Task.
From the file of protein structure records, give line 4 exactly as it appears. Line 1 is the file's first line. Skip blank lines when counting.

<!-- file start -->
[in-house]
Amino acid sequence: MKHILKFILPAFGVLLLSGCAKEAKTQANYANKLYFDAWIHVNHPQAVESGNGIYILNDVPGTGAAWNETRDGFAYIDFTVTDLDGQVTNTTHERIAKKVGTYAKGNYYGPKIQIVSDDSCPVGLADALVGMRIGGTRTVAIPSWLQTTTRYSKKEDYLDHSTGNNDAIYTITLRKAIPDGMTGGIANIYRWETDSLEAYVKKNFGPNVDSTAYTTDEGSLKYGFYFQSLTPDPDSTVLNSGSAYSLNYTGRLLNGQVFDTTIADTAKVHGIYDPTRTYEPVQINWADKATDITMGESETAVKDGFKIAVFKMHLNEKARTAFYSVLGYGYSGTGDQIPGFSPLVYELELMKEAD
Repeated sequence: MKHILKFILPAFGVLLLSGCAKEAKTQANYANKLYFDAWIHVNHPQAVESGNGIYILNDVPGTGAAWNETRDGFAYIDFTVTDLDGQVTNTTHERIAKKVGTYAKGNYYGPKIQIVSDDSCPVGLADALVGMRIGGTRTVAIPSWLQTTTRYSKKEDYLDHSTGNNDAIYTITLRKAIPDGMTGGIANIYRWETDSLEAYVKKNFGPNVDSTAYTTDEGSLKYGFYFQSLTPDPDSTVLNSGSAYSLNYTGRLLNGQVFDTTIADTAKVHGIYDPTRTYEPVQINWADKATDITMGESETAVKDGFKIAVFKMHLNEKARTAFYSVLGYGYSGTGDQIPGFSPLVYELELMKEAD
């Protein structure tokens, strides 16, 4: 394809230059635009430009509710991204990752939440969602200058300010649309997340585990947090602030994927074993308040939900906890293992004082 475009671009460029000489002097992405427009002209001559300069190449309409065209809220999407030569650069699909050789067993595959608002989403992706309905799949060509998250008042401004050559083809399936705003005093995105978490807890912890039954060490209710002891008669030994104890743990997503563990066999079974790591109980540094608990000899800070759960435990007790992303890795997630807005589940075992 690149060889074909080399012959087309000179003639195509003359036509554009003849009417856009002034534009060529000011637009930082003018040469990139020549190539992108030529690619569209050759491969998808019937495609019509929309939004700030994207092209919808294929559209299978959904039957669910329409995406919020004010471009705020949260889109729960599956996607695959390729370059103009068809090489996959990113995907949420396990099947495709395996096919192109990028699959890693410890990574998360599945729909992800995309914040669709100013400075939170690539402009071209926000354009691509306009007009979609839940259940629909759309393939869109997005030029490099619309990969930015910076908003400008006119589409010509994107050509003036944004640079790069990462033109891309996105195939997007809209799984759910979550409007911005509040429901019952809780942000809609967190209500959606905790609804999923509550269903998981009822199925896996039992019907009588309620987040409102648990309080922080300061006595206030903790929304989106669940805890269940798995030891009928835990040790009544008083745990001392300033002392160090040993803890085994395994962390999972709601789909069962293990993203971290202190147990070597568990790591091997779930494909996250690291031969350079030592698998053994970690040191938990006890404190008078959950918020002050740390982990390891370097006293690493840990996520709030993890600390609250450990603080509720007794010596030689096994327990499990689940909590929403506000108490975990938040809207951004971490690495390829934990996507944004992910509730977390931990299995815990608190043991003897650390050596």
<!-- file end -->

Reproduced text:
């Protein structure tokens, strides 16, 4: 394809230059635009430009509710991204990752939440969602200058300010649309997340585990947090602030994927074993308040939900906890293992004082 475009671009460029000489002097992405427009002209001559300069190449309409065209809220999407030569650069699909050789067993595959608002989403992706309905799949060509998250008042401004050559083809399936705003005093995105978490807890912890039954060490209710002891008669030994104890743990997503563990066999079974790591109980540094608990000899800070759960435990007790992303890795997630807005589940075992 690149060889074909080399012959087309000179003639195509003359036509554009003849009417856009002034534009060529000011637009930082003018040469990139020549190539992108030529690619569209050759491969998808019937495609019509929309939004700030994207092209919808294929559209299978959904039957669910329409995406919020004010471009705020949260889109729960599956996607695959390729370059103009068809090489996959990113995907949420396990099947495709395996096919192109990028699959890693410890990574998360599945729909992800995309914040669709100013400075939170690539402009071209926000354009691509306009007009979609839940259940629909759309393939869109997005030029490099619309990969930015910076908003400008006119589409010509994107050509003036944004640079790069990462033109891309996105195939997007809209799984759910979550409007911005509040429901019952809780942000809609967190209500959606905790609804999923509550269903998981009822199925896996039992019907009588309620987040409102648990309080922080300061006595206030903790929304989106669940805890269940798995030891009928835990040790009544008083745990001392300033002392160090040993803890085994395994962390999972709601789909069962293990993203971290202190147990070597568990790591091997779930494909996250690291031969350079030592698998053994970690040191938990006890404190008078959950918020002050740390982990390891370097006293690493840990996520709030993890600390609250450990603080509720007794010596030689096994327990499990689940909590929403506000108490975990938040809207951004971490690495390829934990996507944004992910509730977390931990299995815990608190043991003897650390050596």